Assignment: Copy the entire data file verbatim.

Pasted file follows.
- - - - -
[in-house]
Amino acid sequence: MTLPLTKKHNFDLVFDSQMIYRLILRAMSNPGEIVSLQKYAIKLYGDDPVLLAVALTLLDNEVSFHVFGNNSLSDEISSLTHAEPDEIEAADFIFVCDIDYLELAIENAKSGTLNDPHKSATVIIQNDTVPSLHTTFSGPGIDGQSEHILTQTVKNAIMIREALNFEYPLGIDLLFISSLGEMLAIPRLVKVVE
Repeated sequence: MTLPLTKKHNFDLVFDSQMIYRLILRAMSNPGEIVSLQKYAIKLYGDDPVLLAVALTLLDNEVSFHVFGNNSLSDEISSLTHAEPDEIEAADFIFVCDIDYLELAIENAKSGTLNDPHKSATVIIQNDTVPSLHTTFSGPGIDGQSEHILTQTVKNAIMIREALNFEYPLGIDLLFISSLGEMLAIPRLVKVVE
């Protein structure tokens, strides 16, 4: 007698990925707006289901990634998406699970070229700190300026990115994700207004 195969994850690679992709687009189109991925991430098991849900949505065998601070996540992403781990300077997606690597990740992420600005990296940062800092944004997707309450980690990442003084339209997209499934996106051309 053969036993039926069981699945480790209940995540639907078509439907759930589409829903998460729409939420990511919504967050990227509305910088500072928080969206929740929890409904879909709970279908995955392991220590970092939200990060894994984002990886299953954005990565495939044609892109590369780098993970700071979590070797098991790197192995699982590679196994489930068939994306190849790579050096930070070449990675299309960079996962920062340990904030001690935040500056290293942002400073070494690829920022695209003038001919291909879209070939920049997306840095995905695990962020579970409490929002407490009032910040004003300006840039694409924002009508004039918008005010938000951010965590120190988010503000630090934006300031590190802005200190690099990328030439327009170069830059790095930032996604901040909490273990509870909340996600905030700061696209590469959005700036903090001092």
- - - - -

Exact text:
[in-house]
Amino acid sequence: MTLPLTKKHNFDLVFDSQMIYRLILRAMSNPGEIVSLQKYAIKLYGDDPVLLAVALTLLDNEVSFHVFGNNSLSDEISSLTHAEPDEIEAADFIFVCDIDYLELAIENAKSGTLNDPHKSATVIIQNDTVPSLHTTFSGPGIDGQSEHILTQTVKNAIMIREALNFEYPLGIDLLFISSLGEMLAIPRLVKVVE
Repeated sequence: MTLPLTKKHNFDLVFDSQMIYRLILRAMSNPGEIVSLQKYAIKLYGDDPVLLAVALTLLDNEVSFHVFGNNSLSDEISSLTHAEPDEIEAADFIFVCDIDYLELAIENAKSGTLNDPHKSATVIIQNDTVPSLHTTFSGPGIDGQSEHILTQTVKNAIMIREALNFEYPLGIDLLFISSLGEMLAIPRLVKVVE
């Protein structure tokens, strides 16, 4: 007698990925707006289901990634998406699970070229700190300026990115994700207004 195969994850690679992709687009189109991925991430098991849900949505065998601070996540992403781990300077997606690597990740992420600005990296940062800092944004997707309450980690990442003084339209997209499934996106051309 053969036993039926069981699945480790209940995540639907078509439907759930589409829903998460729409939420990511919504967050990227509305910088500072928080969206929740929890409904879909709970279908995955392991220590970092939200990060894994984002990886299953954005990565495939044609892109590369780098993970700071979590070797098991790197192995699982590679196994489930068939994306190849790579050096930070070449990675299309960079996962920062340990904030001690935040500056290293942002400073070494690829920022695209003038001919291909879209070939920049997306840095995905695990962020579970409490929002407490009032910040004003300006840039694409924002009508004039918008005010938000951010965590120190988010503000630090934006300031590190802005200190690099990328030439327009170069830059790095930032996604901040909490273990509870909340996600905030700061696209590469959005700036903090001092």